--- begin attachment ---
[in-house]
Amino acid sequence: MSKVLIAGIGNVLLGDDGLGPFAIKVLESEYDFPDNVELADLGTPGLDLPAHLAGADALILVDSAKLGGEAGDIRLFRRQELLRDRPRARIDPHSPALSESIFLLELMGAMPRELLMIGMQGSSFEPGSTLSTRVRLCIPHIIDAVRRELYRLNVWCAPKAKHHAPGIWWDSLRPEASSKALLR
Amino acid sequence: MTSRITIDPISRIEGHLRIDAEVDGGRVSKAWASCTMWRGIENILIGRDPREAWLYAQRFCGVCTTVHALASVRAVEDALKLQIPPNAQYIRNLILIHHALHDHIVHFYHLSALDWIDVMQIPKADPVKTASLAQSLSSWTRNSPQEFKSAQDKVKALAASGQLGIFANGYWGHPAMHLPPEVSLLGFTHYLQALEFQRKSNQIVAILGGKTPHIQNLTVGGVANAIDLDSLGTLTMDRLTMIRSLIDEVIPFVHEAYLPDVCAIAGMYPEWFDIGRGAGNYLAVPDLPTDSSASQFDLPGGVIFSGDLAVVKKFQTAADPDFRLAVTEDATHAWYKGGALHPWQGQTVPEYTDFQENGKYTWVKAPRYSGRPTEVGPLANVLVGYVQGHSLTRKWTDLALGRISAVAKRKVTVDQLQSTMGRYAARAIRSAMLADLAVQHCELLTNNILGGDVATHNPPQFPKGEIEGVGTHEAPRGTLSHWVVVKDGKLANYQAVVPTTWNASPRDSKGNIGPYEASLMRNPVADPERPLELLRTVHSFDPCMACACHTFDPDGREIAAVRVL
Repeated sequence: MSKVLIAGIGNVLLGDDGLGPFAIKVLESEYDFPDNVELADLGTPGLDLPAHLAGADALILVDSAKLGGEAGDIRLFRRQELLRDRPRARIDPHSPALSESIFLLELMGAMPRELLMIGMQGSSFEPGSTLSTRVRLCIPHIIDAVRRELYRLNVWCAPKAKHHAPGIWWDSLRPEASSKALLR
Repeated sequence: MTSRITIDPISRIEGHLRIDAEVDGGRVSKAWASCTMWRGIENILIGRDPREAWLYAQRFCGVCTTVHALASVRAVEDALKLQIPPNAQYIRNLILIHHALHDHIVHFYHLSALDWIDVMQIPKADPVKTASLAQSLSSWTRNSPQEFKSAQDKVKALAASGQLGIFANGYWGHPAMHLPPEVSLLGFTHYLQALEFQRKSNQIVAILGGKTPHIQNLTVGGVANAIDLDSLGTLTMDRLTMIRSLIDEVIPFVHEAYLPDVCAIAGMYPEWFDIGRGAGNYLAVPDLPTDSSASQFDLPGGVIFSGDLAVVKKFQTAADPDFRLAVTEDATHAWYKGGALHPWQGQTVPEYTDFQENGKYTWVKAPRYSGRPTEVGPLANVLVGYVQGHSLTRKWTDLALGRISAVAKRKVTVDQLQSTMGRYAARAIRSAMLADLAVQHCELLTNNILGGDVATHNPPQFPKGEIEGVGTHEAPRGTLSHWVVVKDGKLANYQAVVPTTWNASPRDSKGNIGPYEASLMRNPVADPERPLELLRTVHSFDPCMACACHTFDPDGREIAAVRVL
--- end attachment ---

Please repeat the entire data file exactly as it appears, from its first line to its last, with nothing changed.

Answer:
[in-house]
Amino acid sequence: MSKVLIAGIGNVLLGDDGLGPFAIKVLESEYDFPDNVELADLGTPGLDLPAHLAGADALILVDSAKLGGEAGDIRLFRRQELLRDRPRARIDPHSPALSESIFLLELMGAMPRELLMIGMQGSSFEPGSTLSTRVRLCIPHIIDAVRRELYRLNVWCAPKAKHHAPGIWWDSLRPEASSKALLR
Amino acid sequence: MTSRITIDPISRIEGHLRIDAEVDGGRVSKAWASCTMWRGIENILIGRDPREAWLYAQRFCGVCTTVHALASVRAVEDALKLQIPPNAQYIRNLILIHHALHDHIVHFYHLSALDWIDVMQIPKADPVKTASLAQSLSSWTRNSPQEFKSAQDKVKALAASGQLGIFANGYWGHPAMHLPPEVSLLGFTHYLQALEFQRKSNQIVAILGGKTPHIQNLTVGGVANAIDLDSLGTLTMDRLTMIRSLIDEVIPFVHEAYLPDVCAIAGMYPEWFDIGRGAGNYLAVPDLPTDSSASQFDLPGGVIFSGDLAVVKKFQTAADPDFRLAVTEDATHAWYKGGALHPWQGQTVPEYTDFQENGKYTWVKAPRYSGRPTEVGPLANVLVGYVQGHSLTRKWTDLALGRISAVAKRKVTVDQLQSTMGRYAARAIRSAMLADLAVQHCELLTNNILGGDVATHNPPQFPKGEIEGVGTHEAPRGTLSHWVVVKDGKLANYQAVVPTTWNASPRDSKGNIGPYEASLMRNPVADPERPLELLRTVHSFDPCMACACHTFDPDGREIAAVRVL
Repeated sequence: MSKVLIAGIGNVLLGDDGLGPFAIKVLESEYDFPDNVELADLGTPGLDLPAHLAGADALILVDSAKLGGEAGDIRLFRRQELLRDRPRARIDPHSPALSESIFLLELMGAMPRELLMIGMQGSSFEPGSTLSTRVRLCIPHIIDAVRRELYRLNVWCAPKAKHHAPGIWWDSLRPEASSKALLR
Repeated sequence: MTSRITIDPISRIEGHLRIDAEVDGGRVSKAWASCTMWRGIENILIGRDPREAWLYAQRFCGVCTTVHALASVRAVEDALKLQIPPNAQYIRNLILIHHALHDHIVHFYHLSALDWIDVMQIPKADPVKTASLAQSLSSWTRNSPQEFKSAQDKVKALAASGQLGIFANGYWGHPAMHLPPEVSLLGFTHYLQALEFQRKSNQIVAILGGKTPHIQNLTVGGVANAIDLDSLGTLTMDRLTMIRSLIDEVIPFVHEAYLPDVCAIAGMYPEWFDIGRGAGNYLAVPDLPTDSSASQFDLPGGVIFSGDLAVVKKFQTAADPDFRLAVTEDATHAWYKGGALHPWQGQTVPEYTDFQENGKYTWVKAPRYSGRPTEVGPLANVLVGYVQGHSLTRKWTDLALGRISAVAKRKVTVDQLQSTMGRYAARAIRSAMLADLAVQHCELLTNNILGGDVATHNPPQFPKGEIEGVGTHEAPRGTLSHWVVVKDGKLANYQAVVPTTWNASPRDSKGNIGPYEASLMRNPVADPERPLELLRTVHSFDPCMACACHTFDPDGREIAAVRVL